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Condo 'alternates' may not have legal voting rights

Q: Can the board appoint alternates to serve in place of absent directors, with voting rights? Our board has always done this when the elected directors cannot attend meetings. These alternates have voted on new rules and approved many motions for repairs. If they did not have voting rights, does that invalidate those votes?

A: Florida Statute 617 makes no reference to alternate directors. It would be my belief that the board cannot appoint a temporary director to sit in for an absent director. Check your bylaws to see if they provide for a temporary replacement.

Ordinarily an elected director would have to resign before a new director fills his/her vacancy. I recall one situation where a director served for six months and when he went North for the summer, he resigned and a new director was named by the board to fill his vacancy.

The statutes provide for an absent director to attend meetings and be counted as present through the use of a speaker phone.

As to the legality of any action taken by the board with temporary directors, that would be a question for the association's attorney. It is my belief that it would be considered an illegal vote if the matter was challenged.

Nepotism on board?

Q: After the elections at our annual meeting, one of the sitting members resigned from the board. At the next meeting the board appointed the wife of one of the sitting board members to fill the vacancy. There is nothing in our documents about this situation. Do the statutes say anything about this?

A: There are three issues here. First, on the subject of spouses or family members serving on the board simultaneously, the statutes do not prohibit this. Check your documents to see if they prohibit this situation.

The only restriction in the statutes is that directors be a minimum of 18 years of age. Condominium statutes prohibit a person with a felony conviction from serving. FS 617 has most of the qualification to serve as a director.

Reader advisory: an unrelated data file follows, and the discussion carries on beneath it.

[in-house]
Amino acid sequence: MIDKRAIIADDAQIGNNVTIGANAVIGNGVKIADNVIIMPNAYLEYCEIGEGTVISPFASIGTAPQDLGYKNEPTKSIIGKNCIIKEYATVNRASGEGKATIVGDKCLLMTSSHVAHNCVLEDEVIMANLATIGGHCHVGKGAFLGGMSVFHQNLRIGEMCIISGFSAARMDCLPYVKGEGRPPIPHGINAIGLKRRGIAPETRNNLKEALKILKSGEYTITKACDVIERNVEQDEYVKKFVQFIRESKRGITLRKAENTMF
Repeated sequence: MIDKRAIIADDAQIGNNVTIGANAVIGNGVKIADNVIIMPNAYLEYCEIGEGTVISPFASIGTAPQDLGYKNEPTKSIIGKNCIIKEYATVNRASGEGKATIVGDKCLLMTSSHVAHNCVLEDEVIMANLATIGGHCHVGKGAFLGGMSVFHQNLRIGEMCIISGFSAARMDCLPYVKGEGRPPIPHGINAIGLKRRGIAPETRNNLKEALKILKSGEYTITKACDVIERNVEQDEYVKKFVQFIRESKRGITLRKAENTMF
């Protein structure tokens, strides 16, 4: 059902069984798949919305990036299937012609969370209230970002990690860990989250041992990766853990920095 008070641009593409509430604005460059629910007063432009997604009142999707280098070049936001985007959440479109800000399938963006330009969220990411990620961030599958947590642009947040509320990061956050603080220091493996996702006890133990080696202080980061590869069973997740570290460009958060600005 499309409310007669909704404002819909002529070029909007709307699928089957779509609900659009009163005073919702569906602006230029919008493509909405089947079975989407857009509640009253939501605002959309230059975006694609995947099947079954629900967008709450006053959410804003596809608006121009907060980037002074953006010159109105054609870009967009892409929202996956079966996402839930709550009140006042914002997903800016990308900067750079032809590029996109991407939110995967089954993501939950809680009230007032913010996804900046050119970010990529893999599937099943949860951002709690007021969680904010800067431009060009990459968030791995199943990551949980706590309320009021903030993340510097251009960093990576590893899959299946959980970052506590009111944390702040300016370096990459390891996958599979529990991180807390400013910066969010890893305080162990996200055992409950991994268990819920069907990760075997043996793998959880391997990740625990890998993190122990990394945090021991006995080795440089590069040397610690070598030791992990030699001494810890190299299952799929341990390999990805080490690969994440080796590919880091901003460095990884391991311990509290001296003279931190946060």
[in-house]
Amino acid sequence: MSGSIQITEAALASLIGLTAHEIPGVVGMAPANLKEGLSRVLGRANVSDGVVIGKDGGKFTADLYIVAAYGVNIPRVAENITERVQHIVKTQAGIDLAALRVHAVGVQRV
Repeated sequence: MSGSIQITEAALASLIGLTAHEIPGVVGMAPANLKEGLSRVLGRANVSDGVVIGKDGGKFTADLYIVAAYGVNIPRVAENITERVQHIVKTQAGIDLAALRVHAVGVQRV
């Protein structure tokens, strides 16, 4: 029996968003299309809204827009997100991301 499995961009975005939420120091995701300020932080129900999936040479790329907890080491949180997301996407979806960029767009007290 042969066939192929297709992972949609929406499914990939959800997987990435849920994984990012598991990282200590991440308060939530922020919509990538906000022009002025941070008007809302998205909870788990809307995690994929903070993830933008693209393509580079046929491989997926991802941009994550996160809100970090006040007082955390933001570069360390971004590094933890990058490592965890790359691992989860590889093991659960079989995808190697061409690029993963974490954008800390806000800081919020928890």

To take up the second issue in your question, FS 617.0809 says that in event of a vacancy on the board, the remaining directors need to select a person at the next board meeting to fill the vacancy. The action by your board to appoint a new director at the next meeting was legal.

As for the third point, while appointing a spouse to fill the vacancy is legal and proper, I don't recommend it.


Q: A Canadian who wished to buy property here was told to his face by the owner that she would not sell to a Canadian. Others in the association are angry about this. Was this owner breaking any law in refusing to sell to a Canadian?

A: Several federal discrimination laws apply to the sale of real estate, addressing age, race, gender, sexual orientation, disability, religion and national origin. From the Department of Justice: "Laws prohibiting national origin discrimination make it illegal to discriminate because of a person's birthplace, ancestry, culture or language. This means people cannot be denied equal opportunity because they or their family are from another country, because they have a name or accent associated with a national origin group, because they participate in certain customs associated with a national origin group, or because they are married to or associate with people of a certain national origin."

Richard White is a licensed community associations manager. Write to him c/o Community Living, St. Petersburg Times, P.O. Box 1121, St. Petersburg, FL 33731. Sorry, he can't take phone calls or provide personal replies by mail, but you can e-mail him at Please include your name and city. Visit him online at

Condo 'alternates' may not have legal voting rights 02/29/08 [Last modified: Thursday, October 28, 2010 9:01am]
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